TSW Water Management Update – Apr26/23

Trent-Severn Waterway – Water Level Management Update – April 26, 2023


The five-day forecast suggests 30-50 mm of rainfall starting Friday.


Flows from the north are currently cresting or decreasing.  Flow rates will remain high, and the impact of the forecasted rain will see the flows increase. Water levels, in general, are expected to continue to increase on all lakes across the Trent-Severn Waterway.

The Trent Severn Water Management team will be actively monitoring the changing conditions. Any watershed condition updates will be released by your Conservation Authority or local Ontario Ministry of Natural Resources district.

Haliburton and Northern Areas

With the complete depletion of the snowpack, water levels on Gull River, Burnt River Watershed, and Central Lakes have peaked and now declining. Lake levels are monitored daily and assessed in relation to estimated runoff amounts. The flows on Gull River are above average and steady.  Burnt flows are below average and are decreasing. Forecasted rainfall will either level or cause the flows to increase again.

Kawartha Lakes and the Otonabee River

Most of the Kawartha Lakes are near full.  Levels will continue to rise with the sustained inflows from the northern areas.  Flows on the Otonabee River are below average for this time of year. Increases in flow are anticipated based on the still-high inflows from northern areas and the forecasted rainfall.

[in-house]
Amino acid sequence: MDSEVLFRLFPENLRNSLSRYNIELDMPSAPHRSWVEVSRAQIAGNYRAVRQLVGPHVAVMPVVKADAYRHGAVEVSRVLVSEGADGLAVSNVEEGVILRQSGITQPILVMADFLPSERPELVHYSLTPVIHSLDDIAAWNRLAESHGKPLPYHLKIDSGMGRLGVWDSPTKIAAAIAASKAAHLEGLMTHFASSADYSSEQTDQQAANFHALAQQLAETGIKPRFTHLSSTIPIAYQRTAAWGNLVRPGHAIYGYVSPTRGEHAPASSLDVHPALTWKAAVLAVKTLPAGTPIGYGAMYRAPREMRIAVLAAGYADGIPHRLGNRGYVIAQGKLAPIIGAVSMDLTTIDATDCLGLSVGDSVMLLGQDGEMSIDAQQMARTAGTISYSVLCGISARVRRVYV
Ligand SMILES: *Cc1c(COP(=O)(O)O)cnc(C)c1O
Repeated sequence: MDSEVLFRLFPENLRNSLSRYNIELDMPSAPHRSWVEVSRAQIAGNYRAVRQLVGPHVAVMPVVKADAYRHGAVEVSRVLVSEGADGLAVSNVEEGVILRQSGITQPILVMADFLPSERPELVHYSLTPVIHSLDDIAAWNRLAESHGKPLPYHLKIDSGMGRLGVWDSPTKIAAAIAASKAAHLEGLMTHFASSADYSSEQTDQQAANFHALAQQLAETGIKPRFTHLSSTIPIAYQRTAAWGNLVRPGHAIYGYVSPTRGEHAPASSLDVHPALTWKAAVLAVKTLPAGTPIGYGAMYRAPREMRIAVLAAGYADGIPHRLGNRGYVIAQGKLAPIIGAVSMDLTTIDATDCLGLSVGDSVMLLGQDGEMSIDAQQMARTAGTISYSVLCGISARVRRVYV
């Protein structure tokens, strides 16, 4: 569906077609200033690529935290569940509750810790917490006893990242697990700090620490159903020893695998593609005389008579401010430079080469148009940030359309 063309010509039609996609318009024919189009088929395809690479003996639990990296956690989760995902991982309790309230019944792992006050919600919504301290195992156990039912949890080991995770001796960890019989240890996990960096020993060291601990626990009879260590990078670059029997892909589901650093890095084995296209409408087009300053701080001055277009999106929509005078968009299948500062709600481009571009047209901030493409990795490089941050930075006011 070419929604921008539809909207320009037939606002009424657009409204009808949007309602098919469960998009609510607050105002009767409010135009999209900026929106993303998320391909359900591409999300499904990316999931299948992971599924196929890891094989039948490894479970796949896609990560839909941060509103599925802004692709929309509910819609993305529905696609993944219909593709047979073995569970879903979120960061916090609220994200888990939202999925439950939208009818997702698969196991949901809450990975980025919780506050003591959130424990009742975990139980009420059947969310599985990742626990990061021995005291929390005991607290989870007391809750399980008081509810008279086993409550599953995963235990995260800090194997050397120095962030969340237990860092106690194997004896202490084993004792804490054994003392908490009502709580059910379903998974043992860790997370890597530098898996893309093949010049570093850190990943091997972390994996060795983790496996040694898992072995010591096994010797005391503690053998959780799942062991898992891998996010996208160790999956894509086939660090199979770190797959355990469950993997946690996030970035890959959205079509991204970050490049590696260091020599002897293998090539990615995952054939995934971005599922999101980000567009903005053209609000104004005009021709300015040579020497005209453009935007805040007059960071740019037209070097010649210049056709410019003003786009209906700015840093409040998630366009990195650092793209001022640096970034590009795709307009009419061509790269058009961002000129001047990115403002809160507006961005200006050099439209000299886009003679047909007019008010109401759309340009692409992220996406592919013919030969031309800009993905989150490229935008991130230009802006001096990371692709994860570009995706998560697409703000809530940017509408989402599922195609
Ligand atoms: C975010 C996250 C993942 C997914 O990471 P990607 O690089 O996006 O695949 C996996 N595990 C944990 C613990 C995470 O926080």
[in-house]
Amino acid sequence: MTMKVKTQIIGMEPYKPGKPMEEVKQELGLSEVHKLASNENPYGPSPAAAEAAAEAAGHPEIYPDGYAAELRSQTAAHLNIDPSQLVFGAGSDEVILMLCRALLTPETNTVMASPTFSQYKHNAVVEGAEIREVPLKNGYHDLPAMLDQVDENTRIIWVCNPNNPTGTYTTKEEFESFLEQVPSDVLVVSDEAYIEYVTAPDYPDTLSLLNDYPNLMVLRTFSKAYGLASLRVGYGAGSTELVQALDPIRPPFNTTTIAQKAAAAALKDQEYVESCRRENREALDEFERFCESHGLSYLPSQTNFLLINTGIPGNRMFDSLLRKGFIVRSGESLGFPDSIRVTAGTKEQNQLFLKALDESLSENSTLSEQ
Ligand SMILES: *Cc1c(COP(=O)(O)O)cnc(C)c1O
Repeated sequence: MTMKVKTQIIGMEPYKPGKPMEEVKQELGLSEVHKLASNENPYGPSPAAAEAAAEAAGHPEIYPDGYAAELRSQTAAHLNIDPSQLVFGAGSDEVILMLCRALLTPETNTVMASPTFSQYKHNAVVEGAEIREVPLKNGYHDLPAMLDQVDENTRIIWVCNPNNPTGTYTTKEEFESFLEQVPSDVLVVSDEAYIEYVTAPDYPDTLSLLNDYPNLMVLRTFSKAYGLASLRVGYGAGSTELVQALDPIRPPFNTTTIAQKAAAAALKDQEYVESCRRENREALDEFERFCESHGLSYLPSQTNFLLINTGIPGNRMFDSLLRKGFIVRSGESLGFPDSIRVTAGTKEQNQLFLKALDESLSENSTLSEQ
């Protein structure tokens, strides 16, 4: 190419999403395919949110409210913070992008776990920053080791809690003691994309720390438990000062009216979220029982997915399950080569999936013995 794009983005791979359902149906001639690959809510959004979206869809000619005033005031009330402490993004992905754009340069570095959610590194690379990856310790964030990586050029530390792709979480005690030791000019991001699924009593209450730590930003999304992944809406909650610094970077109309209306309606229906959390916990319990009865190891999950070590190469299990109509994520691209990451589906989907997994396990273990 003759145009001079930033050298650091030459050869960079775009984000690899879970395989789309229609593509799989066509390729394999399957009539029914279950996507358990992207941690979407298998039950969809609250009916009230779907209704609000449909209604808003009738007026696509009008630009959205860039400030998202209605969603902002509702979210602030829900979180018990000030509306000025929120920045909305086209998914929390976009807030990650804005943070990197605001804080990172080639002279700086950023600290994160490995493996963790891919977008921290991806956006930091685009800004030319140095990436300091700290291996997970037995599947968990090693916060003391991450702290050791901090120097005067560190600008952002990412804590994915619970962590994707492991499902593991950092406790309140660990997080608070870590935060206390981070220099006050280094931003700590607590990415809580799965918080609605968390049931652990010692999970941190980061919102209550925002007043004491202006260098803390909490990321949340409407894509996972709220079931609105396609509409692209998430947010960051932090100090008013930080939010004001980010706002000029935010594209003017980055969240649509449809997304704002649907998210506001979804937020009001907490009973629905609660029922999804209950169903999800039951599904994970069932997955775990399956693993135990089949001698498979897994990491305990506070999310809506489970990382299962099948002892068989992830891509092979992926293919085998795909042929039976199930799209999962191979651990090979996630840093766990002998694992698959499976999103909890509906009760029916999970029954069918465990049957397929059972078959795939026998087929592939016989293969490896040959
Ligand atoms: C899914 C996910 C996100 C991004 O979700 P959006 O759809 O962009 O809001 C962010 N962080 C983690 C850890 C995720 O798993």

Rice Lake and the Lower Trent

Rice Lake levels are declining. Water levels and flows in this area will be sustained due to the flows from the Otonabee and Crowe Rivers.

Severn River

Lake Simcoe water levels are above average, above the rule curve and appear to be levelling off. The Black River has crested and is now beginning to decline more rapidly.  Sparrow Lake and Six Mile Lakes have now peaked and are beginning to recede.  Outflows from Lake Simcoe have been increased in order to maximize the storage available for the upcoming rain. Severn River flows are above average. Forecasted rainfall will either level or cause the flows to increase again.